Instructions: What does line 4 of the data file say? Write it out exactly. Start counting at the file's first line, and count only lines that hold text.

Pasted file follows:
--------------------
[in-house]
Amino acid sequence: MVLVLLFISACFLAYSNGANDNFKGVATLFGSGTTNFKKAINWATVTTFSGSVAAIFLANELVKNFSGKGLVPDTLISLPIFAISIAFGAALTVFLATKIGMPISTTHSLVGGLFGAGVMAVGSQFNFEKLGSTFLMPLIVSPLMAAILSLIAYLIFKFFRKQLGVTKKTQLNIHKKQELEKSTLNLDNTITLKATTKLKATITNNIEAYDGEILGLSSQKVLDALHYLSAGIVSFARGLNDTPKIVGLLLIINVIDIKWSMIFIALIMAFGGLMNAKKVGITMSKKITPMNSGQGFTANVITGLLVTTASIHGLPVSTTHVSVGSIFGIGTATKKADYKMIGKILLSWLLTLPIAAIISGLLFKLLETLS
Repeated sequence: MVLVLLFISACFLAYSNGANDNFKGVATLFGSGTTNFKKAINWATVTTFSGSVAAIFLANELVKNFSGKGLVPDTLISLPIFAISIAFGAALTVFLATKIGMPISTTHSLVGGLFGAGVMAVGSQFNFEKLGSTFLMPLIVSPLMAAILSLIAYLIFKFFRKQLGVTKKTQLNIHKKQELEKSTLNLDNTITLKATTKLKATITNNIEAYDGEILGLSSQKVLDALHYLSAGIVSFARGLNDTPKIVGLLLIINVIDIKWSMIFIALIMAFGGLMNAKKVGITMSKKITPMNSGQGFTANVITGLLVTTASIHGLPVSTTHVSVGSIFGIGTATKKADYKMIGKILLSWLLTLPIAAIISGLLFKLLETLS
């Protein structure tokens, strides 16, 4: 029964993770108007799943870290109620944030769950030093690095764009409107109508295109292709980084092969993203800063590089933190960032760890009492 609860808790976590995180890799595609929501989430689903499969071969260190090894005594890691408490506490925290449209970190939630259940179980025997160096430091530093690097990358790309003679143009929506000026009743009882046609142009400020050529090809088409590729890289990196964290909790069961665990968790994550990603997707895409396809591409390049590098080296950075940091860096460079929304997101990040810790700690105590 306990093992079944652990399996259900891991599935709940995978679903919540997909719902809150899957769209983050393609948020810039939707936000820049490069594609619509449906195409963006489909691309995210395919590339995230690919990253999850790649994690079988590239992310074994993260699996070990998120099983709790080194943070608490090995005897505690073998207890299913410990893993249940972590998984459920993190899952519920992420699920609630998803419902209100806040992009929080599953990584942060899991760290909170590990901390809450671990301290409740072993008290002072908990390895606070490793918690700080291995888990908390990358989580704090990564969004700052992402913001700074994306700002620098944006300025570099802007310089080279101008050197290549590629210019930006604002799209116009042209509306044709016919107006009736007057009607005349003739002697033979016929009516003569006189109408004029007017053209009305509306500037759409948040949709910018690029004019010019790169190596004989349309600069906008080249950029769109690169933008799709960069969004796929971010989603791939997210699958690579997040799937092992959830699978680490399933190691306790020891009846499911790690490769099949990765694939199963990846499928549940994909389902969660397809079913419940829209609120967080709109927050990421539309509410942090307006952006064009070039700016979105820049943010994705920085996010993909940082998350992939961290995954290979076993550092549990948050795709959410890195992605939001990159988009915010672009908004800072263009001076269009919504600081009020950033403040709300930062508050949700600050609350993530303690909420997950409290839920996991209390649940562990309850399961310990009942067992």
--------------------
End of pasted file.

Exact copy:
């Protein structure tokens, strides 16, 4: 029964993770108007799943870290109620944030769950030093690095764009409107109508295109292709980084092969993203800063590089933190960032760890009492 609860808790976590995180890799595609929501989430689903499969071969260190090894005594890691408490506490925290449209970190939630259940179980025997160096430091530093690097990358790309003679143009929506000026009743009882046609142009400020050529090809088409590729890289990196964290909790069961665990968790994550990603997707895409396809591409390049590098080296950075940091860096460079929304997101990040810790700690105590 306990093992079944652990399996259900891991599935709940995978679903919540997909719902809150899957769209983050393609948020810039939707936000820049490069594609619509449906195409963006489909691309995210395919590339995230690919990253999850790649994690079988590239992310074994993260699996070990998120099983709790080194943070608490090995005897505690073998207890299913410990893993249940972590998984459920993190899952519920992420699920609630998803419902209100806040992009929080599953990584942060899991760290909170590990901390809450671990301290409740072993008290002072908990390895606070490793918690700080291995888990908390990358989580704090990564969004700052992402913001700074994306700002620098944006300025570099802007310089080279101008050197290549590629210019930006604002799209116009042209509306044709016919107006009736007057009607005349003739002697033979016929009516003569006189109408004029007017053209009305509306500037759409948040949709910018690029004019010019790169190596004989349309600069906008080249950029769109690169933008799709960069969004796929971010989603791939997210699958690579997040799937092992959830699978680490399933190691306790020891009846499911790690490769099949990765694939199963990846499928549940994909389902969660397809079913419940829209609120967080709109927050990421539309509410942090307006952006064009070039700016979105820049943010994705920085996010993909940082998350992939961290995954290979076993550092549990948050795709959410890195992605939001990159988009915010672009908004800072263009001076269009919504600081009020950033403040709300930062508050949700600050609350993530303690909420997950409290839920996991209390649940562990309850399961310990009942067992």